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Three largest Austrian Pensionskassen increase hold on market

first_imgThe three largest Austrian Pensionskassen are increasing their dominance of Austria’s Pensionskassen market, holding 73% of the €17.4bn managed by the 16 funds, according to the Austrian financial supervisor (FMA).In 2012, VBV, Valida and APK, accounted for just over 71% of the assets in the sector, but consolidation such as APK takeover the company pension fund of the Austrian Economic Chamber WKÖ increased the share.Adding roughly another €700m from the Valida Industrie Pensionskasse – the former company pension fund for Siemens – to the assets held by Valida, the market share of the three largest funds increases to almost 77%.Additionally, on average multi-employer pension funds, including the three largest Austrian funds, achieved a better return in 2013 at 5.3% than company pension funds which only managed 3.9%. It was the first time in three years that the multi-employer funds outperformed the company Pensionskassen. The performance of the smaller funds in the post-crisis year of 2009 was already significantly better, at 12.6% annual return, compared to a negative performance of -8.45% for the larger funds.However, performance figures in Austria should only ever be viewed as a very rough average, as multi-employer funds have to offer different portfolios for larger clients while company pension funds only put in place one or two portfolios.Under the most recent amendment to the law governing Austrian Pensionskassen, some pension funds used the opportunity to reduce the number of portfolios, which lead to an overall decrease from 140 to 124 year-on-year across all pension funds. However, some schemes created sub-portfolios instead.Overall, the FMA confirmed a 5.1% average return for all Austrian Pensionskassen for 2013, with returns ranging from 0.4% to 5.8% depending on the risk-return profile of a portfolio.For the Betriebliche Kollektivversicherung (BVK), an insurance-based occupational pension solution, the FMA reported a 20% increase in assets over the last year to €643.4m.last_img read more

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Fernando Alonso hits the track ahead of final shot at Indianapolis 500

first_img Fernando Alonso’s return to the Indianapolis Motor Speedway on Tuesday was without issue as the former Formula One champion eyes finally claiming a win at the Indianapolis 500.The Spaniard failed to qualify for the race last year in a spectacularly woeful effort by McLaren but managed to get around 2020’s opening day of practice without any concerns.Alonso finished the day in fifth behind James Hinchliffe of Andretti Autosport who sat atop of the leaderboard.Alonso has returned to Indianapolis Motor Speedway for a third attempt at winning the final leg of motorsports’ version of the Triple Crown. Alonso won the Monaco Grand Prix in 2006 and 2007 for the first leg of the Triple Crown. He added back-to-back wins at the 24 Hours of Le Mans in 2018 and 2019, leaving the American classic as the only missing race.The Spaniard is due to return to Formula One with Renault in 2021,s meaning this year’s Indianapolis 500 could be his last attempt at completing the trifecta. Last Updated: 13th August, 2020 07:14 IST Fernando Alonso Hits The Track Ahead Of Final Shot At Indianapolis 500 Fernando Alonso’s return to the Indianapolis Motor Speedway on Tuesday was without issue as the former Formula One champion eyes finally claiming a win at the Indianapolis 500. Written By First Published: 13th August, 2020 07:14 IST LIVE TV WATCH US LIVEcenter_img SUBSCRIBE TO US Associated Press Television News COMMENT FOLLOW USlast_img read more

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NASA spacecraft readies for New Years rendezvous with primordial object far beyond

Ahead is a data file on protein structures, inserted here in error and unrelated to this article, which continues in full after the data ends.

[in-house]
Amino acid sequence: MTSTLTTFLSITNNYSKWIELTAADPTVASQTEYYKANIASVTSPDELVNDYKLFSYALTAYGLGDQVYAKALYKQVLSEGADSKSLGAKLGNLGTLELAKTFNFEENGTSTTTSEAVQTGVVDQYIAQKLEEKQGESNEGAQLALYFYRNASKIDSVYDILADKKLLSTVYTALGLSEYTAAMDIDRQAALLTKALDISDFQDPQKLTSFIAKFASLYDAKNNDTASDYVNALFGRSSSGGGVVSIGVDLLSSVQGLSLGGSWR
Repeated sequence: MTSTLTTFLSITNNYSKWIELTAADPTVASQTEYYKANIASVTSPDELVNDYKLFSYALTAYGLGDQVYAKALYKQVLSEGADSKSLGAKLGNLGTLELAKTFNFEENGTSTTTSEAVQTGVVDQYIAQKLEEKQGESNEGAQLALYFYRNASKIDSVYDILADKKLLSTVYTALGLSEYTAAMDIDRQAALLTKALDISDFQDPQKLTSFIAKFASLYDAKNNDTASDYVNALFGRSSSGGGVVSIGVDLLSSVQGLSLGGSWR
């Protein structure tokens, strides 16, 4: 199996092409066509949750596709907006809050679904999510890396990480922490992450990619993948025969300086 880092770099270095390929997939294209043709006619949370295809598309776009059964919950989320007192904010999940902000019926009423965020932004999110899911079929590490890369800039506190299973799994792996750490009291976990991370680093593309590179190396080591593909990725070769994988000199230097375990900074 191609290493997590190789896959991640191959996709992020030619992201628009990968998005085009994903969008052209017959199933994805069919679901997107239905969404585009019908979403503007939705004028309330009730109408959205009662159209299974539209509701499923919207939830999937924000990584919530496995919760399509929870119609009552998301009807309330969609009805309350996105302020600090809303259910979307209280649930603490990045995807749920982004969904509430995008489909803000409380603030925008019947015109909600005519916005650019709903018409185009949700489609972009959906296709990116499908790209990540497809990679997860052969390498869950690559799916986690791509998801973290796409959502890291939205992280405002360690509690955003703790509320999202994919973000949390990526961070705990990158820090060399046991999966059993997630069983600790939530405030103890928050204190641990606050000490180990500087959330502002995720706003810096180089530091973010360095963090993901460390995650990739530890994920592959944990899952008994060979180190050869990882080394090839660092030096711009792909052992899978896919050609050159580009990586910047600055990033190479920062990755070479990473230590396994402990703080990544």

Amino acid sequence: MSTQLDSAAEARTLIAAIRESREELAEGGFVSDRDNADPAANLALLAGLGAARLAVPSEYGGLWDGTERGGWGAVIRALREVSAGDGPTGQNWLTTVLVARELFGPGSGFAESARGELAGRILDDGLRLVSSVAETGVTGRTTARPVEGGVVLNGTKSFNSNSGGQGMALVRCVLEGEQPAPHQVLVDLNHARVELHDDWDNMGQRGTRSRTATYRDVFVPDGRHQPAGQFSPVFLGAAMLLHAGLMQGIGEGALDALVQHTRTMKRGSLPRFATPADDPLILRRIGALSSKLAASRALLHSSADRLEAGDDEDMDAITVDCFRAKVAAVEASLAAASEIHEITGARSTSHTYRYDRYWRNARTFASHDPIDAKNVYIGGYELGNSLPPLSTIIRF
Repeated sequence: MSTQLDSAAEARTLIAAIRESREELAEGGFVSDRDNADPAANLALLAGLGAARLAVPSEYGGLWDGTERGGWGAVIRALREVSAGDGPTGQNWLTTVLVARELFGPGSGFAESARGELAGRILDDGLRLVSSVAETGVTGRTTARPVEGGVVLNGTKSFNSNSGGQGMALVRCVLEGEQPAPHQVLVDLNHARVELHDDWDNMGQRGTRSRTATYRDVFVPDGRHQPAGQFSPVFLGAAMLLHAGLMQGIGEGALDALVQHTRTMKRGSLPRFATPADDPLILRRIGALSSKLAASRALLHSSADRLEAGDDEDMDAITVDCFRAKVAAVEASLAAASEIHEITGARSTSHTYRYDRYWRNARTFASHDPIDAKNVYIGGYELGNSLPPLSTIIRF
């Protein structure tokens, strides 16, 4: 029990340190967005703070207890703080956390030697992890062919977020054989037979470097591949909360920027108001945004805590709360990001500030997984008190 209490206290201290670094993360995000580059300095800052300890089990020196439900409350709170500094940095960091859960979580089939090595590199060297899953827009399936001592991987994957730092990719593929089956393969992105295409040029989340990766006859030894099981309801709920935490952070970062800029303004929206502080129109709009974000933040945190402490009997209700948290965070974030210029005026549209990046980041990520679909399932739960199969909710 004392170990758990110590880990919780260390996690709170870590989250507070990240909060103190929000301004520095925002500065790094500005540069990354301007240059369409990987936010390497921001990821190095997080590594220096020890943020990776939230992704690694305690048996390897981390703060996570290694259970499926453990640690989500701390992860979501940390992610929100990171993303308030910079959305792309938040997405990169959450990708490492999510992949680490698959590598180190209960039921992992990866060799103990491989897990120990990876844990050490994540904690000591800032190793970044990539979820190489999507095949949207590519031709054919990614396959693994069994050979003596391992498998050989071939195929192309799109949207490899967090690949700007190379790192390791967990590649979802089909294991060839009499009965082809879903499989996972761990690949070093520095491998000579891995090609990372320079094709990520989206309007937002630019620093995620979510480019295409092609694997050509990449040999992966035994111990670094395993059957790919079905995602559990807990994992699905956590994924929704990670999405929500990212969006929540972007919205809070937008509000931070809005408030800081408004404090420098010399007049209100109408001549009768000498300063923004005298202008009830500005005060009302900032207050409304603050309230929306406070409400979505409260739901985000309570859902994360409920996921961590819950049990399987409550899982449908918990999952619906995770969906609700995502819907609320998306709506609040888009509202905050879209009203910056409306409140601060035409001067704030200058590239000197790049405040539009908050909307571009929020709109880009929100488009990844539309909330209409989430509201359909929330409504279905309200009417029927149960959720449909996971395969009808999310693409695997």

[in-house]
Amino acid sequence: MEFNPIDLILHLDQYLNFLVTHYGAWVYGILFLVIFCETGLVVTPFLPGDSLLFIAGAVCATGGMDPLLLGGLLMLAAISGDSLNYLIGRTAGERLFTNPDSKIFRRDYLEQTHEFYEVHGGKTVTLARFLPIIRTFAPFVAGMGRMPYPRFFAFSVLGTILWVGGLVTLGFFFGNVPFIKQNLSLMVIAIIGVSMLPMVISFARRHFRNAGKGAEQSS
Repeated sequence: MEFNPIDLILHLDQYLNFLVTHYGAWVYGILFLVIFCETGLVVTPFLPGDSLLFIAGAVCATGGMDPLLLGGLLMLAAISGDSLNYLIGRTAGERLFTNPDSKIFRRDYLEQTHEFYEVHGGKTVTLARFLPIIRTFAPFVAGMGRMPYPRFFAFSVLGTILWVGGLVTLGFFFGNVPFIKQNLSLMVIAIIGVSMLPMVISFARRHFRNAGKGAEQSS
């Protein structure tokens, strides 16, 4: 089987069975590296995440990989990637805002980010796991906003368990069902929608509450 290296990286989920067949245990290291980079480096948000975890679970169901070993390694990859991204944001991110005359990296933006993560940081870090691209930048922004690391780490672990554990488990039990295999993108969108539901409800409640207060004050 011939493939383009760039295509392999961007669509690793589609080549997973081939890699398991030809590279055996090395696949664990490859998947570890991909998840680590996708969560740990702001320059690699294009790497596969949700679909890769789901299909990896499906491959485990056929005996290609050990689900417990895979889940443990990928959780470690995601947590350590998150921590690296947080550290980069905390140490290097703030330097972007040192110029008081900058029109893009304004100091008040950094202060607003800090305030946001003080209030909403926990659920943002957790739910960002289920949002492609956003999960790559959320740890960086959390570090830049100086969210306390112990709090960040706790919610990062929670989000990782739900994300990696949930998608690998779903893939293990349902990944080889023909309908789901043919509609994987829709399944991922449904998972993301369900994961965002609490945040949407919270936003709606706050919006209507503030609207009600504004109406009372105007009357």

first_img Country * Afghanistan Aland Islands Albania Algeria Andorra Angola Anguilla Antarctica Antigua and Barbuda Argentina Armenia Aruba Australia Austria Azerbaijan Bahamas Bahrain Bangladesh Barbados Belarus Belgium Belize Benin Bermuda Bhutan Bolivia, Plurinational State of Bonaire, Sint Eustatius and Saba Bosnia and Herzegovina Botswana Bouvet Island Brazil British Indian Ocean Territory Brunei Darussalam Bulgaria Burkina Faso Burundi Cambodia Cameroon Canada Cape Verde Cayman Islands Central African Republic Chad Chile China Christmas Island Cocos (Keeling) Islands Colombia Comoros Congo Congo, the Democratic Republic of the Cook Islands Costa Rica Cote d’Ivoire Croatia Cuba Curaçao Cyprus Czech Republic Denmark Djibouti Dominica Dominican Republic Ecuador Egypt El Salvador Equatorial Guinea Eritrea Estonia Ethiopia Falkland Islands (Malvinas) Faroe Islands Fiji Finland France French Guiana French Polynesia French Southern Territories Gabon Gambia Georgia Germany Ghana Gibraltar Greece Greenland Grenada Guadeloupe Guatemala Guernsey Guinea Guinea-Bissau Guyana Haiti Heard Island and McDonald Islands Holy See (Vatican City State) Honduras Hungary Iceland India Indonesia Iran, Islamic Republic of Iraq Ireland Isle of Man Israel Italy Jamaica Japan Jersey Jordan Kazakhstan Kenya Kiribati Korea, Democratic People’s Republic of Korea, Republic of Kuwait Kyrgyzstan Lao People’s Democratic Republic Latvia Lebanon Lesotho Liberia Libyan Arab Jamahiriya Liechtenstein Lithuania Luxembourg Macao Macedonia, the former Yugoslav Republic of Madagascar Malawi Malaysia Maldives Mali Malta Martinique Mauritania Mauritius Mayotte Mexico Moldova, Republic of Monaco Mongolia Montenegro Montserrat Morocco Mozambique Myanmar Namibia Nauru Nepal Netherlands New Caledonia New Zealand Nicaragua Niger Nigeria Niue Norfolk Island Norway Oman Pakistan Palestine Panama Papua New Guinea Paraguay Peru Philippines Pitcairn Poland Portugal Qatar Reunion Romania Russian Federation Rwanda Saint Barthélemy Saint Helena, Ascension and Tristan da Cunha Saint Kitts and Nevis Saint Lucia Saint Martin (French part) Saint Pierre and Miquelon Saint Vincent and the Grenadines Samoa San Marino Sao Tome and Principe Saudi Arabia Senegal Serbia Seychelles Sierra Leone Singapore Sint Maarten (Dutch part) Slovakia Slovenia Solomon Islands Somalia South Africa South Georgia and the South Sandwich Islands South Sudan Spain Sri Lanka Sudan Suriname Svalbard and Jan Mayen Swaziland Sweden Switzerland Syrian Arab Republic Taiwan Tajikistan Tanzania, United Republic of Thailand Timor-Leste Togo Tokelau Tonga Trinidad and Tobago Tunisia Turkey Turkmenistan Turks and Caicos Islands Tuvalu Uganda Ukraine United Arab Emirates United Kingdom United States Uruguay Uzbekistan Vanuatu Venezuela, Bolivarian Republic of Vietnam Virgin Islands, British Wallis and Futuna Western Sahara Yemen Zambia Zimbabwe NASA/Johns Hopkins University Applied Physics Laboratory/Southwest Research Institute/Alex Parker An artist’s depiction of MU69, also known as Ultima Thule, a solar system body about to be visited by the New Horizons spacecraft Sign up for our daily newsletter Get more great content like this delivered right to you! Country NASA spacecraft readies for New Year’s rendezvous with primordial object far beyond Pluto Click to view the privacy policy. Required fields are indicated by an asterisk (*) The first detection of MU69 with the highest resolution of New Horizons telescope, taken on Christmas Eve NASA/Johns Hopkins University Applied Physics Laboratory/Southwest Research Institute Email Visiting what astronomers refer to as a “cold classical” was part of New Horizons’s $800 million mission from the start. But finding one to visit proved trickier than expected. After its Pluto encounter, New Horizons is exiting the solar system by flying straight toward the center of the Milky Way, into a kaleidoscope of stars, making the discovery of a dark small object it could visit a challenge. Finally, the Hubble Telescope was able to locate five suitable candidates, with the New Horizons team choosing MU69 because they could reach it quickest and with the least fuel consumption, leaving future exploration options within the belt open—and not, they swear, for the holiday-themed arrival time. Indeed, the timing may turn out to be less than opportune for publicity given that NASA’s vaunted media operations, including its popular video channel, will likely remain dark during the encounter because of the U.S. government shutdown.The flyby will be familiar to anyone who followed the spacecraft’s Pluto campaign. But now the spacecraft is older, its nuclear power source is waning, and it’s much farther away. The team is smaller and had less time to prepare, says Alice Bowman, the mission operation manager for New Horizons. “It’s a much quicker, much harder mission.” It now takes a signal from mission control at APL 6 hours to reach the spacecraft, requiring everything about the flyby to be even more carefully scripted than for Pluto. Earlier this month, New Horizons’s Telescope—essentially a camera with a telephoto lens—spent several weeks scouring the region around MU69, hunting for hazards, such as rings or moons. None seen, its science team opted for the closest approach, passing only 3500 kilometers away from its surface.The flyby technically began on Christmas. Unlike Pluto, whose orbit has been precisely charted for a long time, MU69 was only discovered 4 years ago and its trajectory is not perfectly known. Because of this, the team has to rely on direct observation of the body, which for now still appears as little more than a pixel in its telescope, to understand its location relative to New Horizons. Until this weekend, the team is using the probe’s telescope to get a handle on the uncertainty of MU69’s location. Although it will be too late to tweak the spacecraft’s trajectory, the team will be able to rework the script of its high-resolution camera so that it can be certain of imaging MU69. This final update will then be relayed to New Horizons on 30 December. By Paul VoosenDec. 27, 2018 , 11:10 AM Even if the partial shutdown of the federal government, which includes NASA, continues into the new year, a festive atmosphere will reign at APL, which as a NASA contractor can continue its work, covering expenses from its own reserves. New Horizons will fly past MU69 at 12:33 a.m. Eastern Standard Time, shooting past at 14 kilometers per second, and it will take some 8 hours for the spacecraft’s first data to reach back to Earth, indicating its survival, along with a clutch of initial observations—The New York Times package, as Stern calls it. The first low-resolution image likely won’t come until late on New Year’s Day, with better imagery the day after. Don’t wait up.Little is known about what New Horizons will see. “We don’t even have a betting pool going,” Stern says. Telescopes trained on MU69, from Hubble to ground-based facilities, have revealed that, like other cold classicals, it has a dark, reddish hue, along with what looks an oblong shape, possibly indicating a small binary object. That wouldn’t be unheard of—scientists believe a third of the objects in the Kuiper belt could be such binaries, a reflection of the calm conditions in which they formed. These observations have also been unable to tease out variations in the sunlight reflected off of MU69, which could normally be used to tease out its rotation. This could be thanks to an unusually fast or slow rotation; microscopic dust; MU69’s axis pointing directly toward Earth; or a small swarm of miniature moons.MU69 will not have the complexity of Pluto’s surface; it lacks the gravity to sculpt its icy exterior. Indeed, it will likely look a bit boring, a dark anonymous lump in the solar system’s attic. But precisely because of its averageness, scientists hope it can inform their broader understanding of the Kuiper belt and beyond. “It’s got a lot to live up to,” says Anne Verbiscer, an astronomer at the University of Virginia in Charlottesville and assistant project scientist on the mission. “For a 35-kilometer body, that’s a lot to ask.”Something as simple as counting the number of craters on its surface could hold vital clues, says Brett Gladman, an astronomer at the University of British Columbia in Vancouver, Canada. For example, Pluto and its moon had far fewer craters than expected, and there were fewer, smaller ones than expected. If MU69 shows a similar pattern, given the Kuiper belt’s primordial nature, Gladman says, “that means learning something directly about the sizes of the objects that the solar system originally formed out of.” Similarly, the craters could also inform just how much the migrations of the giant planets to their current orbits tossed the solar system around.The composition of MU69 is also a mystery. It has to contain a lot of water ice, which is the primary building block of the outer solar system. But, like its cold classical siblings, it is dark with a reddish tint, not brilliantly white like icy moons such as Europa or Enceladus. “We don’t know what this red stuff is,” says John Spencer, a planetary scientist at SwRI and deputy project scientist on New Horizons. “We don’t know if it is telling us about the deep interior or just a paint job on the surface.” By peering into craters, New Horizons might catch a glimpse of MU69’s interior. And it could be rockier than expected, as a recent astronomical campaign focused on the Kuiper belt object hinted, says Wesley Fraser, an astronomer at Queen’s University Belfast. “I expect rock with ice embedded. That’s my theory.”Scientists also have high hopes for MU69’s surface. There’s a growing theory that planetary building blocks don’t form, or accrete, like a car plowing through a cloud of bugs, Fraser says. Instead, evidence suggests turbulence clumps particles together in a cloud, which then gravitationally collapses into a binary or trinary mass. “If it did evolve from a cloud of particles, we should see those actual particles on the surface of MU69,” Fraser says. “It should be a clump of pebbles stuck together.”Although the MU69 flyby will garner the headlines, it remains an N of 1 representing a large population. So New Horizons, before and after the flyby, has turned itself into a remote observatory, using its telescope to examine two dozen similar Kuiper belt objects. These observations benefit from their angle. Telescopes on Earth, and around it, can only see the Kuiper belt with the sun beaming at it head-on. New Horizons can observe these bodies at a different angle and, much like how the bright green of a field of grass becomes mottled when its blades cast shadows on one another, that can reveal the texture and material of a surface. “It will tell us if Ultima is typical of its neighbors or if it’s some kind of oddball,” Spencer says.In a few days, many mysteries should be resolved—and even more will likely be generated, Fraser says. “Let’s be honest, no one expected Pluto to look like it did. MU69 is going to be exactly the same way.” Like the Pluto visit, too, New Horizons will take a while to beam all of its data back, some 20 months, Stern adds. But there’s time. After all, he says, “nobody else is coming this way anytime soon.” LAUREL, MARYLAND—NASA’s New Horizons probe has racked up a list of accomplishments since its launch in 2006, traveling billions of kilometers and, in 2015, unveiling the atmosphere and surface of the dwarf planet Pluto during a rapid flyby. But in a few days, as Earth moves into a new year, New Horizons will attempt its trickiest feat of all: traveling back in time.Just a tick after the clock strikes midnight on New Year’s Eve here at the Johns Hopkins University Applied Physics Laboratory (APL), which operates the spacecraft for NASA, New Horizons will race past MU69, a 35-kilometer-wide object some 6.6 billion kilometers away, in a far-off region of the solar system called the Kuiper belt. Unlike every other object previously visited by NASA spacecraft, MU69—or “Ultima Thule,” as it’s nicknamed, a classical term used for land beyond the known world—is expected to be unchanged since it formed billions of years ago, granting a window to the solar system’s earliest days. “No one’s ever been to this kind of object,” says Alan Stern, the mission’s principal investigator and a planetary scientist from the Southwest Research Institute’s (SwRI’s) Boulder, Colorado, office. “No one’s ever been to anything that has been so pristine and primordial.”Until the early 1990s, scientists did not have evidence that this band of rocky bodies existed; it had only been theorized by researchers, including its namesake Gerard Kuiper. Since then, astronomers have discovered thousands of Kuiper belt objects past Neptune, with many more likely still unseen. Researchers have also discovered that this menagerie has a complicated structure, reflecting the solar system’s turbulent history. “I call it the solar system’s attic,” Stern says. Some of the belt’s objects, including Pluto, likely formed closer to the sun and were flung outward by gyrations of the giant planets. But others, like the relatively tiny MU69, likely formed where they are today, in languid circular orbits some 45 times farther than Earth is from the sun.last_img read more